• New Jersey’s largest utility, Public Service Enterprise Group, says it will spend $300 million to build up to 50,000 charging stations across the state, including at workplaces, along highways and in residential areas.
  • Electric utilities in Maryland are proposing to spend $104 million to build 24,000 EV chargers across the state.
  • Late last year, the Massachusetts Department of Public Utilities approved utility Eversource’s proposed $45 million charging station program. Plans include almost 4,000 Level 2 stations and 72 DC fast-charging stations.

 

Across Europe:

European governments aiming to hit the European Union’s target of reducing greenhouse gas emissions by 20% by 2020 are giving a significant push to the electric vehicle industry with a range of incentive programs. Countries that are working to encourage EVs include Austria, Denmark, Finland, France, Germany, Ireland, Luxembourg, the Netherlands, Sweden and the UK.

Austria, France and Germany have set very ambitious targets for the number of EVs they want to see on roads by 2020, and those goals may be tough to achieve.

Meanwhile, the UK government announced in July a new EV program that seeks to have at least 50% of all new car sales in 2030 be be ultra-low emission; such cars total about 150,000 on British roadways now. The government has already committed to investing £1.5 billion ($2 billion) in ultra-low emission vehicles by 2020.

The UK will also put about $530 million into the new Charging Infrastructure Investment Fund, which will provide financing to companies that produce and install charge points.

Germany’s Ionity, the new ‘ultra-fast’ EV charging network being developed jointly by BMW, Mercedes, Ford and Volkswagen, deployed its first charging station in April. The goal is to have 400 ultra-fast charging stations, averaging six charging ports each, by 2020.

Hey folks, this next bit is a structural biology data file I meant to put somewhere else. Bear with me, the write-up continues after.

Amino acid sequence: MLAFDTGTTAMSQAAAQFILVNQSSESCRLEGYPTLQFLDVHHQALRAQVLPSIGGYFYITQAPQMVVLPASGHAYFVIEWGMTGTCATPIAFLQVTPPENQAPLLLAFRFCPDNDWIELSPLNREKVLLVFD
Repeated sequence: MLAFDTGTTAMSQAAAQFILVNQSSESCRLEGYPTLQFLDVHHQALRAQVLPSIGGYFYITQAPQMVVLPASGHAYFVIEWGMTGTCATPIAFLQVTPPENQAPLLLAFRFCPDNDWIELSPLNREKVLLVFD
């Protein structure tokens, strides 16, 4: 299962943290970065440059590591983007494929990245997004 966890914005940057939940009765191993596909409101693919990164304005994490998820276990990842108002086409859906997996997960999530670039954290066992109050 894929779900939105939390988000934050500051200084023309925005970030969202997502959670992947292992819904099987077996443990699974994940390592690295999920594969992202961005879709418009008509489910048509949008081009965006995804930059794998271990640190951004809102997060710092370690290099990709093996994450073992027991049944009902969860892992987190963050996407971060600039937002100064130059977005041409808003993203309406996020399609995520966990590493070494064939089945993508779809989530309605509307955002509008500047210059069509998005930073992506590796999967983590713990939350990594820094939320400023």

Allego announced an even bigger EV charging network called MEGA-E, which will consist of 322 ultra-fast chargers and 27 smart charging hubs in at least 10 European cities. The EU is helping to finance the network.

Traditional oil and gas companies are also making investments in EVs, particularly in Europe.

BP predicts electric vehicle sales will surge by 8,800 percent between 2017 and 2040, making it an attractive business for oil companies as demand for gasoline and diesel vehicles is forecast to slow. To that end, BP said in July it will spend about $170 million to buy Chargemaster, the UK’s largest EV charging company, with plans to add the technology to its existing network of retail gas stations.

Last October, Shell acquired NewMotion, Europe’s largest EV charging provider. A month later, Shell reached an agreement with Ionity to offer charge points at 80 highway gas stations across Europe.

Don’t Forget About China:

China will continue to be the largest EV market in the world through 2040, says Bloomberg New Energy Finance, with strong growth: 777,000 “new energy” cars were sold in China in 2017, 53% more than the year before, according to statistics from the China Association of Automobile Manufacturers.

That momentum will continue to attract major EV manufacturers, and it’s also helping the expansion of what is already the world’s largest EV charging infrastructure market. China has more than 440,000 charging points already, and plans to build a network of 12,000 charging stations to meet the power demands of an expected 5 million EVs by 2020, according to the China Electric Car Charging Technology and Industry Alliance.

Foreign automakers are hungrily eyeing the Chinese market, too:

  • BMW has committed to further expanding its charging networks in China. By the end of this year, the company plans to install more than 80,000 public charging poles in more than 100 Chinese cities.
  • Tesla is expanding in China too. At the end of last year, it had 1,021 “superchargers” in operation. The company has reached a deal to open a new gigafactory in Shanghai, which will produce both Tesla cars and lithium-ion batteries.
  • Volkswagen and Daimler have also announced plans to open Chinese EV production facilities this year.
  • In June, Faraday Future, an American start-up that is mainly backed by Chinese investors, raised $2 billion from Evergrande Health, a division of Hong Kong-listed Evergrande, to build EVs in China.